Actually, the CPI makes a valiant attempt to include some longer-horizon spending. For example, while the housing component of CPI easily reflects rent changes, it’s not obvious what to do with owner-occupied housing. Some countries try to use rental equivalents, mortgage-related changes, new construction costs, and so on. Other kinds of longer-term spending, including some forms of consumer durables like cars and refrigerators, are included as if we get the full benefit in the year of purchase.
These are imperfections, and would interfere with any attempt at precise equations in a theory. That’s not my point.
My point is that we have indeed experienced huge inflation. But the CPI measure doesn’t capture it, because it’s designed to reflect current consumer spending. So our investment in assets only impacts the CPI very gradually. Yet the CPI is the only way in which we think of inflation, and that’s why we conclude that there hasn’t been any noticeable inflation. There has been, in asset prices.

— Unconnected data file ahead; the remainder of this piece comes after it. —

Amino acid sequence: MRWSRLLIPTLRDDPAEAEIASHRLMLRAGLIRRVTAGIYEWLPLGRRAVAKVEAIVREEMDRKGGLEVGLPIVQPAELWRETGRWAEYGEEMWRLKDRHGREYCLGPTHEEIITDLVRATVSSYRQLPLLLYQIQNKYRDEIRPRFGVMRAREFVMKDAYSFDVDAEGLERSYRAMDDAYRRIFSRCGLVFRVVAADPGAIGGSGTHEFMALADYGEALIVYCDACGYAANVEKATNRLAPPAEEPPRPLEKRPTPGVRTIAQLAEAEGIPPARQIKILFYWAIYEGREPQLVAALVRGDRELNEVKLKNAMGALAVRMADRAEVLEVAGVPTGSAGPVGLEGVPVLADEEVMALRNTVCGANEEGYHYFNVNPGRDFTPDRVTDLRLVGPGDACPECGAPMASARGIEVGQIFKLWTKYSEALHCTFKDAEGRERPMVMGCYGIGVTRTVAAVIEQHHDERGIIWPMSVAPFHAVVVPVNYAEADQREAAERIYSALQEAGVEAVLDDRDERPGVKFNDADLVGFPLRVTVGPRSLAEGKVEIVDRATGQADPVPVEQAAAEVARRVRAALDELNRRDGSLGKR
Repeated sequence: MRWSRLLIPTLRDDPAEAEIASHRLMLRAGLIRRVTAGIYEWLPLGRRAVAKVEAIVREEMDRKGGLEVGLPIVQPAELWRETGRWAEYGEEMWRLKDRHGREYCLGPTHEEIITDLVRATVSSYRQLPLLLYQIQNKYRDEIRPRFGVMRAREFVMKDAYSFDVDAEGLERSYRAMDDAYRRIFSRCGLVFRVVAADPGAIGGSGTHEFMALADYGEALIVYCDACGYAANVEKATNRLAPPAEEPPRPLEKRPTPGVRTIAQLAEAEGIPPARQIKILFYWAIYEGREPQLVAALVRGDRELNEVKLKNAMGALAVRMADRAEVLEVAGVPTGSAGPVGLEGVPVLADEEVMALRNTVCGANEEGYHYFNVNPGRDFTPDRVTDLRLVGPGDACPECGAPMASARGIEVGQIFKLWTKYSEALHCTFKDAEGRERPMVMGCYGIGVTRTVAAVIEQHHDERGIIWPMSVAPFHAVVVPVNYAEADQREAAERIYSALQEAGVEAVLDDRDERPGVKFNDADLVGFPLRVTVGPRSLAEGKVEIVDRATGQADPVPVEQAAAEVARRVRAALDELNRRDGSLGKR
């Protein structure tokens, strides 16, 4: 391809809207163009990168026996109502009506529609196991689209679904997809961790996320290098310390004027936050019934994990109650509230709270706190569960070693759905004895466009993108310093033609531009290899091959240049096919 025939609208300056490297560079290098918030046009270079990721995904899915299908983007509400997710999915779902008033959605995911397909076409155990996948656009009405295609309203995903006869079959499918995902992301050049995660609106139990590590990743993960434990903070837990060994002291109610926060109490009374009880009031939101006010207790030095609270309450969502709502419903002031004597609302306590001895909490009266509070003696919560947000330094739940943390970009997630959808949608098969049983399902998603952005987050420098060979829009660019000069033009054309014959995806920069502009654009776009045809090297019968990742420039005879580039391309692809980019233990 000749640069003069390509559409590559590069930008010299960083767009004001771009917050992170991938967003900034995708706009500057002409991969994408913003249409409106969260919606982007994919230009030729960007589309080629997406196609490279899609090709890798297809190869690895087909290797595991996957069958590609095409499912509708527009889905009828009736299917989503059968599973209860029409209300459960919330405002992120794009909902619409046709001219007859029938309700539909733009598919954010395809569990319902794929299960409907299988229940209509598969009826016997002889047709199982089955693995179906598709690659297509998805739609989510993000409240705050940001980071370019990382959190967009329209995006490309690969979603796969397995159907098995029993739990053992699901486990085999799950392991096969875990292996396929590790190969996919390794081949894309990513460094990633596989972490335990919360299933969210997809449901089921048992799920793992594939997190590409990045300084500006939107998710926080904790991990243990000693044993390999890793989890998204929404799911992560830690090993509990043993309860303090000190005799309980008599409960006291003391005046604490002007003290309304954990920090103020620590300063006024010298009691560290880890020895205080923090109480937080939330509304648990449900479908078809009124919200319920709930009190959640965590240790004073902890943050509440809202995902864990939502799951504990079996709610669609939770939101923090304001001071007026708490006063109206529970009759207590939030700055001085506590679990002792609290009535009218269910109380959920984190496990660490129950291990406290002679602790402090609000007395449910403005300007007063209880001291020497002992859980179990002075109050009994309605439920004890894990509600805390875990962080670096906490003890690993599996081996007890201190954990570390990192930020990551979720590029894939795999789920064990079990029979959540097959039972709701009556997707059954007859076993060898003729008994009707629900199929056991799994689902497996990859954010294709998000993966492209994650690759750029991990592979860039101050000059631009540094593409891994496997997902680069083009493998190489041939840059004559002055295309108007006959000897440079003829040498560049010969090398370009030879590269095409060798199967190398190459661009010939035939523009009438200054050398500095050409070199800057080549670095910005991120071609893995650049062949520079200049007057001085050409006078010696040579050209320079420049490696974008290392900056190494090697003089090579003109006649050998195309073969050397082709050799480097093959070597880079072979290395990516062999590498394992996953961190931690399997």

(5) So, does this imply future high CPI inflation? That depends. The way the government has created the new money is to issue bonds that become increased government debt, and they also own the same bonds, which they have then distributed as new money to all kinds of recipients. If they decide to reduce their debt, they’ll have to do it either by increasing tax rates or very gradually by collecting expanded tax revenues from the ultimately expanding economy. Commentators suggest that they’ll be very reluctant to increase tax rates; politically it’s far more appealing to hope that they can achieve gradual reduction of the debt over the years via a gradually expanding economy (a sort of natural depreciation!). What might upset that, of course, is if current spending starts to increase rapidly, which would lead to rising inflation, which would (probably) lead to rising interest rates, and the debt would become unsustainable.